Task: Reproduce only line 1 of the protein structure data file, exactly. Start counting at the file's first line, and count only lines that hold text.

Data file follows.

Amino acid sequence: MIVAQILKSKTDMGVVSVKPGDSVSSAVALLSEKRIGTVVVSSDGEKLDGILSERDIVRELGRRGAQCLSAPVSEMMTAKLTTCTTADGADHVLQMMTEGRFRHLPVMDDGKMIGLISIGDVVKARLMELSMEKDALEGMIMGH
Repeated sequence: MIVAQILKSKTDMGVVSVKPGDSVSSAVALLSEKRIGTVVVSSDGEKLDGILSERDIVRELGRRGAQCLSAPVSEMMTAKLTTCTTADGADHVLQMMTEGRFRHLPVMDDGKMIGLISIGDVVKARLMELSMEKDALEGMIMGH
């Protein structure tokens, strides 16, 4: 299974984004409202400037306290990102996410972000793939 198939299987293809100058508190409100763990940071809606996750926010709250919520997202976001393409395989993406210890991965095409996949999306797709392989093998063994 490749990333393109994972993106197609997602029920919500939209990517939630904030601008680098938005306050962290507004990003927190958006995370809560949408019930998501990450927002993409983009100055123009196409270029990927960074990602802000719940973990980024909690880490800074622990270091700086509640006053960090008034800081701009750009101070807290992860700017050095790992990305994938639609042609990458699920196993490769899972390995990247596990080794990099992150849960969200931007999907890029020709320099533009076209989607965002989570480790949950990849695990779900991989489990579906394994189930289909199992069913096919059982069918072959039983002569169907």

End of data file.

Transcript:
Amino acid sequence: MIVAQILKSKTDMGVVSVKPGDSVSSAVALLSEKRIGTVVVSSDGEKLDGILSERDIVRELGRRGAQCLSAPVSEMMTAKLTTCTTADGADHVLQMMTEGRFRHLPVMDDGKMIGLISIGDVVKARLMELSMEKDALEGMIMGH